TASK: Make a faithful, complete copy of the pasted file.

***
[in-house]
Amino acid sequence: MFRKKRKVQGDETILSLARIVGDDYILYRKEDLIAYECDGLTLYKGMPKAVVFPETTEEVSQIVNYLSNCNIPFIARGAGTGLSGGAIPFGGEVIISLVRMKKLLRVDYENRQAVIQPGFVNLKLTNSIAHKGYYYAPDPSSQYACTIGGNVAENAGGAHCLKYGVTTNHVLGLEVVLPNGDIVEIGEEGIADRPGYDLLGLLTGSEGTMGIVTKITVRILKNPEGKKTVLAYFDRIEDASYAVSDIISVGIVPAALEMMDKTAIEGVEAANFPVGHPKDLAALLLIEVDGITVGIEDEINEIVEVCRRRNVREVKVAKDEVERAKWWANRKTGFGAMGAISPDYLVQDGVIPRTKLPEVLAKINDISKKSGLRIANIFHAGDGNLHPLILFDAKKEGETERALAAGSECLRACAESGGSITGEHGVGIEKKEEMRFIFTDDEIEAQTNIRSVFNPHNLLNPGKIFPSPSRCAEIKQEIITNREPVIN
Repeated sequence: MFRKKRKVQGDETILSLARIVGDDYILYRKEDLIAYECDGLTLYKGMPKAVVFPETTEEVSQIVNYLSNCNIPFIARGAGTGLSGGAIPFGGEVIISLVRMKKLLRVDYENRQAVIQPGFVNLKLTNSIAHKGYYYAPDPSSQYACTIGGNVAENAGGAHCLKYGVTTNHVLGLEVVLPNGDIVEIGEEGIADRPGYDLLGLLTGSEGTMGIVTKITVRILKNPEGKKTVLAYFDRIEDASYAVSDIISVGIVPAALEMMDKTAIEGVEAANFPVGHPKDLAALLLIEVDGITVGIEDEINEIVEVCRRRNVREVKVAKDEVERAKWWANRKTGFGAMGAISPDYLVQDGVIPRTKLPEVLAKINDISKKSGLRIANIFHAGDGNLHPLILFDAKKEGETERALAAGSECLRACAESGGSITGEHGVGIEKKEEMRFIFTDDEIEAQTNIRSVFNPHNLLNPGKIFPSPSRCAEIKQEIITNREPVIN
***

[in-house]
Amino acid sequence: MFRKKRKVQGDETILSLARIVGDDYILYRKEDLIAYECDGLTLYKGMPKAVVFPETTEEVSQIVNYLSNCNIPFIARGAGTGLSGGAIPFGGEVIISLVRMKKLLRVDYENRQAVIQPGFVNLKLTNSIAHKGYYYAPDPSSQYACTIGGNVAENAGGAHCLKYGVTTNHVLGLEVVLPNGDIVEIGEEGIADRPGYDLLGLLTGSEGTMGIVTKITVRILKNPEGKKTVLAYFDRIEDASYAVSDIISVGIVPAALEMMDKTAIEGVEAANFPVGHPKDLAALLLIEVDGITVGIEDEINEIVEVCRRRNVREVKVAKDEVERAKWWANRKTGFGAMGAISPDYLVQDGVIPRTKLPEVLAKINDISKKSGLRIANIFHAGDGNLHPLILFDAKKEGETERALAAGSECLRACAESGGSITGEHGVGIEKKEEMRFIFTDDEIEAQTNIRSVFNPHNLLNPGKIFPSPSRCAEIKQEIITNREPVIN
Repeated sequence: MFRKKRKVQGDETILSLARIVGDDYILYRKEDLIAYECDGLTLYKGMPKAVVFPETTEEVSQIVNYLSNCNIPFIARGAGTGLSGGAIPFGGEVIISLVRMKKLLRVDYENRQAVIQPGFVNLKLTNSIAHKGYYYAPDPSSQYACTIGGNVAENAGGAHCLKYGVTTNHVLGLEVVLPNGDIVEIGEEGIADRPGYDLLGLLTGSEGTMGIVTKITVRILKNPEGKKTVLAYFDRIEDASYAVSDIISVGIVPAALEMMDKTAIEGVEAANFPVGHPKDLAALLLIEVDGITVGIEDEINEIVEVCRRRNVREVKVAKDEVERAKWWANRKTGFGAMGAISPDYLVQDGVIPRTKLPEVLAKINDISKKSGLRIANIFHAGDGNLHPLILFDAKKEGETERALAAGSECLRACAESGGSITGEHGVGIEKKEEMRFIFTDDEIEAQTNIRSVFNPHNLLNPGKIFPSPSRCAEIKQEIITNREPVIN